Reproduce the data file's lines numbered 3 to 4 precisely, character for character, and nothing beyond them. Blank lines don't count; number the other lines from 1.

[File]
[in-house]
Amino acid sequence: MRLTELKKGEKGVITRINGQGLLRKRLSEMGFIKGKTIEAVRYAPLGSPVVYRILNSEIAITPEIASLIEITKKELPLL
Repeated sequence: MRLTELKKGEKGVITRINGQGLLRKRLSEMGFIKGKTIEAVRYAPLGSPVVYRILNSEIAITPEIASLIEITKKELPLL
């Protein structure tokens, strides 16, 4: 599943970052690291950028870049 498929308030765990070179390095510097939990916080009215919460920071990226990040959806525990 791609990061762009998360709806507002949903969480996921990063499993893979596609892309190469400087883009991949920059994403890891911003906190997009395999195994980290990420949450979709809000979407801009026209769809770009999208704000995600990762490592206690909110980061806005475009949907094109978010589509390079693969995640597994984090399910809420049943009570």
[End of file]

Repeated sequence: MRLTELKKGEKGVITRINGQGLLRKRLSEMGFIKGKTIEAVRYAPLGSPVVYRILNSEIAITPEIASLIEITKKELPLL
């Protein structure tokens, strides 16, 4: 599943970052690291950028870049 498929308030765990070179390095510097939990916080009215919460920071990226990040959806525990 791609990061762009998360709806507002949903969480996921990063499993893979596609892309190469400087883009991949920059994403890891911003906190997009395999195994980290990420949450979709809000979407801009026209769809770009999208704000995600990762490592206690909110980061806005475009949907094109978010589509390079693969995640597994984090399910809420049943009570």